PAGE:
Sierra Leone Telegraph: 27 November 2020:
Sierra Leone has one of the highest rates of rainfall in Africa yet over two-thirds of rhe population are struggling to access safe, clean drinikng water, especially in the dry season.
In the capital – Freetown, many rely on water being sold in jerry cans through a bowser service at a very high cost, whilst those households that are connected to the Gumma Valley Water grid directly, are paying very little.
The Residential Tariff – price of water, approved by Regulators for the Guma Valley Water Company (GVWC) is 2,500 Leones per cubic meter, and the Bowser Service tariff is 400,000.00 Leones – 40 Leones per litre for residential customers and 500,000.00 Leones – 50 Leones per litre for commercial customers.
GVWC on the other hand, sells water to operators in bulk at a subsidized rate of 150,000.00 Leones per 10,000 litres which is equivalent to about 15 Leones per litre. The operators in turn sell the GVWC water to customers at 25 Leones per litre.
Some operators pay a flat fee of 250,000.00 Leones a month to GVWC for extracting water from boreholes and they in turn sell to consumers at a tariff of 500.00 Leones for 60 litres – which is 12 Leones 50 Cents per litre.
There is a category of operators who are taking part in a pilot scheme in which water is being delivered to large tanks that will be metered in specific locations. The proposed tariff for water sold in this way to customers will be 1000.00 Leone per 60 litres, or 16 Leones 70 Cents per litre.
It is clear that the entry of water operators in the water supply market without the regulatory and technical input of the Regulators, has made water tariffs – the price of drinking and cooking water – significantly higher for the very poor whose homes are not connected to the GVWC pipes, than those residential customers that are connected to the system.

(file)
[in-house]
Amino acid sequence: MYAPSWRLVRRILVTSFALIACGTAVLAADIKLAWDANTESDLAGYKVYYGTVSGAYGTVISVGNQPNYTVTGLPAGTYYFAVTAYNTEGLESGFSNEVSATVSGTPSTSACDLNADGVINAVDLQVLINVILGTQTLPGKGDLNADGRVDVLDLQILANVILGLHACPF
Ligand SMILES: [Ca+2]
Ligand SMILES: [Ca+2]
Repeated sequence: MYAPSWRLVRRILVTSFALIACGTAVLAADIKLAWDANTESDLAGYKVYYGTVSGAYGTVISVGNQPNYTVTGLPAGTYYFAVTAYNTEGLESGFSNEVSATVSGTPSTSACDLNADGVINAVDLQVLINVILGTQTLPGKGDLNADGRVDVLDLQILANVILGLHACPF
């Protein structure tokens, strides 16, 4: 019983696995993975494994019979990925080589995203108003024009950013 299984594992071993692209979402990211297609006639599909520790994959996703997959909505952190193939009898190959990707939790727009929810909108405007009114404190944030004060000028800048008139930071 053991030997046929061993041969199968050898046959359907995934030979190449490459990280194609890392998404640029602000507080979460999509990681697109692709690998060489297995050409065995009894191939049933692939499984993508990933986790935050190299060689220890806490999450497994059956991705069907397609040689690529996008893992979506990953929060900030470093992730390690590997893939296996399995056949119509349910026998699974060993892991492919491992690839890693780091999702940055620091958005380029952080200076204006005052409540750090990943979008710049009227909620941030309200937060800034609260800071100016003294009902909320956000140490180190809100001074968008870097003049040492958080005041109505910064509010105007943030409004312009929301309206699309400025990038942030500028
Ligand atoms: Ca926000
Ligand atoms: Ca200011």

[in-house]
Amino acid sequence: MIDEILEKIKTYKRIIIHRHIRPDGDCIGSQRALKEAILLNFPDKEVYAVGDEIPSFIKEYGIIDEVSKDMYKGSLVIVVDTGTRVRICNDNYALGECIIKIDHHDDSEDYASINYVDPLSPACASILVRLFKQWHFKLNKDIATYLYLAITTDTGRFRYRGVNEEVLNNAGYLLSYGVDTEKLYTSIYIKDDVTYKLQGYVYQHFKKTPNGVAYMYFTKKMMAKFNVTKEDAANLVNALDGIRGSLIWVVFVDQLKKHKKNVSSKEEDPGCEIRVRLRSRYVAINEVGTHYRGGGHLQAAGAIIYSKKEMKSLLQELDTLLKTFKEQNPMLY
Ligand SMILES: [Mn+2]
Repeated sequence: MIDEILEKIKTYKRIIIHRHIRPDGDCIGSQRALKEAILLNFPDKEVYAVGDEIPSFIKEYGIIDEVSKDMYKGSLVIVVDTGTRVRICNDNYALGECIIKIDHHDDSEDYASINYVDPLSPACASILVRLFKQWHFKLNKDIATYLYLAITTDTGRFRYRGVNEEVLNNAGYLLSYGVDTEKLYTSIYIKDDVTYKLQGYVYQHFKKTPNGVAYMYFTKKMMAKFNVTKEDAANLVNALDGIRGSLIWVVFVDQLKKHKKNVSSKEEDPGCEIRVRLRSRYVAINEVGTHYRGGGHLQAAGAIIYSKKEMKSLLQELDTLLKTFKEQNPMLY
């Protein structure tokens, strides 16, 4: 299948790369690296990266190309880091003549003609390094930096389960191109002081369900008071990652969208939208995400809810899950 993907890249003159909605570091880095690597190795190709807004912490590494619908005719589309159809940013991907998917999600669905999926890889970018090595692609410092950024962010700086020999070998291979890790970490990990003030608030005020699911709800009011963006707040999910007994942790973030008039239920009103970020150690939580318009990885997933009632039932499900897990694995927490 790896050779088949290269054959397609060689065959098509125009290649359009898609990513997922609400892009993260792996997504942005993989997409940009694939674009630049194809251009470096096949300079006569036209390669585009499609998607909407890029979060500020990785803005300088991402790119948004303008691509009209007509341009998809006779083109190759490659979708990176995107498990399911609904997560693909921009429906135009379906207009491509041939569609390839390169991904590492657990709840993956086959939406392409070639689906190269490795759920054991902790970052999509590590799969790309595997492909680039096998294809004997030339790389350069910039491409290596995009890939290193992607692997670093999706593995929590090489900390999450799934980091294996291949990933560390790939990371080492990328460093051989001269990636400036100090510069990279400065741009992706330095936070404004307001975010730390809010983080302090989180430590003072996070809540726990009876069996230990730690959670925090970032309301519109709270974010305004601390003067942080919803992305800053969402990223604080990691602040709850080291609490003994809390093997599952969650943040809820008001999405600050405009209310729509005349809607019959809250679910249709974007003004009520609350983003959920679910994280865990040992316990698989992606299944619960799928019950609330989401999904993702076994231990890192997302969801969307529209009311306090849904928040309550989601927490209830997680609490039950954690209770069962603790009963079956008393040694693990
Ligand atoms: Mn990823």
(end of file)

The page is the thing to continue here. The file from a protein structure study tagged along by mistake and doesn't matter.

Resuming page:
Water4ever – a private water company that has been operating in the Waterloo community for five years and has been selling water by jerry can for 250 Leones per Jerry can, says it is now forced to sell at a higher price because of its contractual agreement with GVWC, which makes drinking water unaffordable for the those living in the poorer communities of Freetown.
What this means is that residential customers are paying 2 Leones 50 cents per litre for water delivered directly to their homes, whilst the poor who buy their water at the water kiosks are paying a whopping 16 Leones per litre to survive.
Perhaps there could be light at the end of the tunnel for the poorer communities, as the Water Regulators are now calling on all water operators to apply for “tariff approval” to the Commission, who says it will conduct a thorough “cost of service review” to ensure fairness and equity in the sale of what many consider to be God’s given natural resource – water.